“Double Taxation” issues also played a part in the future of bingo halls, thanks to combined VAT and gross profit taxation being imposed in September of 2007. And this led to land-based bingo taking a bit of a dive in terms of popularity. Various venues would close their doors as a result of this, with many others fearing that their time would also be up in due course. It was at this point that both operators and players turned to the online world in large numbers.
Through the internet, bingo operators were able to introduce a larger variety of games, exciting promotions and various other perks that drew people in. The sheer convenience factor of online gambling in general is another reason why many people opt to play bingo this way, too. What was originally expected to be a gaming fad turned into quite the enjoyable format of playing bingo, and this led to many platforms opening their doors in order to provide the game to gamers.
Soon enough, the online scene had quite heavily replaced the land-based bingo hall sector, and it was due to this that it started becoming associated more so with the younger generation. As many people know, the older generation hasn’t embraced the modern age of technology in the same way (although they are certainly getting there with hand held devices being more readily available), and therefore, operators took the decision to tailor their online options to those who were more likely to play.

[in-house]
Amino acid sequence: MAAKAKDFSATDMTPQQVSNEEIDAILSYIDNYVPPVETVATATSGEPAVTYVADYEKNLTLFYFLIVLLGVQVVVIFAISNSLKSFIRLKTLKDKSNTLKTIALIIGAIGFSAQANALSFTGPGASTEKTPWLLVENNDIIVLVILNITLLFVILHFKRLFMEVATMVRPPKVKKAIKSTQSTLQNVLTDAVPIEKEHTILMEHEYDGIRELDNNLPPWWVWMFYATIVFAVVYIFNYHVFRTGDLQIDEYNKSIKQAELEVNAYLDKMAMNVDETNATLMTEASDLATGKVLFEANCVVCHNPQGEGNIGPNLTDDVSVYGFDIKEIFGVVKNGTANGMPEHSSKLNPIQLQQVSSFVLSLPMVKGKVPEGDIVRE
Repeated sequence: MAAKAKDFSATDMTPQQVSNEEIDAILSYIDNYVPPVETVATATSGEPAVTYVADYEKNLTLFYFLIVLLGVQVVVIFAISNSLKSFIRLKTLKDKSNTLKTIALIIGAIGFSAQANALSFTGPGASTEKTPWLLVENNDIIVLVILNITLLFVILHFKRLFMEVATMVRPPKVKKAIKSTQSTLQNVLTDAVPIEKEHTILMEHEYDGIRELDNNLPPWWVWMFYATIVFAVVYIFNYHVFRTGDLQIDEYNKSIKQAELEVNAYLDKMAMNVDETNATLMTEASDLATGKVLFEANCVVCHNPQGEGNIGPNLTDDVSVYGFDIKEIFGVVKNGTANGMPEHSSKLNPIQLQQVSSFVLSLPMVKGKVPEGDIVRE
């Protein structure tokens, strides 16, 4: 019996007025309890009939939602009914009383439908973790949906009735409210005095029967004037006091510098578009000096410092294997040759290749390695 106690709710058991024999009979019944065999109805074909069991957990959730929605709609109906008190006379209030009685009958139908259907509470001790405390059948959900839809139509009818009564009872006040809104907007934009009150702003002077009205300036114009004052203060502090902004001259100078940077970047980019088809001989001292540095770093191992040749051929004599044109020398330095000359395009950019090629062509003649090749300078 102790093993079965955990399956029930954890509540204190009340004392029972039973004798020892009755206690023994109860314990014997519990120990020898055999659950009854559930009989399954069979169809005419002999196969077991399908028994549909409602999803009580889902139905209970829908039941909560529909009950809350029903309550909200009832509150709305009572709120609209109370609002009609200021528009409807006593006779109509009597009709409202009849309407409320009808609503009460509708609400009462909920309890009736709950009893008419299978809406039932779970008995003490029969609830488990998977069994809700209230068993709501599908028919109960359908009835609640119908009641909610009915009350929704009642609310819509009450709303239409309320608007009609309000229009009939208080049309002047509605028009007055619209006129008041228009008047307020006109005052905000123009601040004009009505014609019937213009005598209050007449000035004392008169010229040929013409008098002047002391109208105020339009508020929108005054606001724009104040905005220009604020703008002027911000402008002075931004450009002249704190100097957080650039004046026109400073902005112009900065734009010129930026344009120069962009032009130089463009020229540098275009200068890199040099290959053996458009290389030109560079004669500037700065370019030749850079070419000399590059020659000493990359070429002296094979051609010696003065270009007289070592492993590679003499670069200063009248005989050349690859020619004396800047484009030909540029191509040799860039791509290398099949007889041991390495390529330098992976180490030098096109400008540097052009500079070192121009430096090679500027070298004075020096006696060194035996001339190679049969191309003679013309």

Gone were the days of old-age pensioners heading out for an evening of entertainment and gossip, and the days of the young bingo fans were building up steam. Companies like Gala, Mecca, Coral and other companies established a solid presence online as a result of this new legion of bingo fans.
Mobile Gaming Technology Enhances Things Even Further
The bingo scene was to experience even more growth as the mobile gaming sector exploded in the 2010s. Thanks to the improvement in mobile smartphone technology, and the capabilities of Wi-Fi and data connections, smartphones and tablets began being able to support games of bingo from any location. Again, this worked in favour of the younger generation, who clung to their mobile devices like they were the greatest creation on Earth.
The largest bingo operators were then able to leverage this to great effect, utilising excellent resources and technology in order to optimise their sites for mobile compatibility. At the same time, some companies chose to create downloadable apps for mobile devices, installing bingo games directly onto the user’s handset. With the introduction of mobile bingo, a new demographic has been catered to once again. Therefore, bingo operators have been able to significantly bolster their customer databases.